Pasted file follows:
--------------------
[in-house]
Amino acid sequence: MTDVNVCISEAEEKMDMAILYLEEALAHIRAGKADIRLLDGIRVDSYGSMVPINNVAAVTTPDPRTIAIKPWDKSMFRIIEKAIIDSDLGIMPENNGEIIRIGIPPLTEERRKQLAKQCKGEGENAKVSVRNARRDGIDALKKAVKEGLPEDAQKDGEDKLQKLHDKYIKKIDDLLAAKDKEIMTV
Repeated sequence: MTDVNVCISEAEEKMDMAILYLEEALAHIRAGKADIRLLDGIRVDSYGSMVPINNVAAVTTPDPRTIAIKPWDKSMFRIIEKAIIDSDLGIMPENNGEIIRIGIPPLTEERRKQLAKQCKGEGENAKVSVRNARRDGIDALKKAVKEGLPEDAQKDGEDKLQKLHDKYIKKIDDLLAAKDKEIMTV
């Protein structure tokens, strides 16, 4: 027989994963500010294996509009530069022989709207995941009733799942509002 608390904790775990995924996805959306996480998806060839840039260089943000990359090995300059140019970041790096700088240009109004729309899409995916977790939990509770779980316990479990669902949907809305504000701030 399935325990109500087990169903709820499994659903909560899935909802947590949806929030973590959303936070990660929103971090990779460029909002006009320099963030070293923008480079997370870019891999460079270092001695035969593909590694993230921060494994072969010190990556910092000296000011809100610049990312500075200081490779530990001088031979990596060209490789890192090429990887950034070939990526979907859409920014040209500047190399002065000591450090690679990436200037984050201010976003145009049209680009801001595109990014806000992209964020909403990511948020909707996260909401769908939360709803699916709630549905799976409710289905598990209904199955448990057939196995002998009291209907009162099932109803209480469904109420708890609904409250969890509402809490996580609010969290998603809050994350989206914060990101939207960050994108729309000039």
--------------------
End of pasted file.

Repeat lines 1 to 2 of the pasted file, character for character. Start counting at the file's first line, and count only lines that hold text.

[in-house]
Amino acid sequence: MTDVNVCISEAEEKMDMAILYLEEALAHIRAGKADIRLLDGIRVDSYGSMVPINNVAAVTTPDPRTIAIKPWDKSMFRIIEKAIIDSDLGIMPENNGEIIRIGIPPLTEERRKQLAKQCKGEGENAKVSVRNARRDGIDALKKAVKEGLPEDAQKDGEDKLQKLHDKYIKKIDDLLAAKDKEIMTV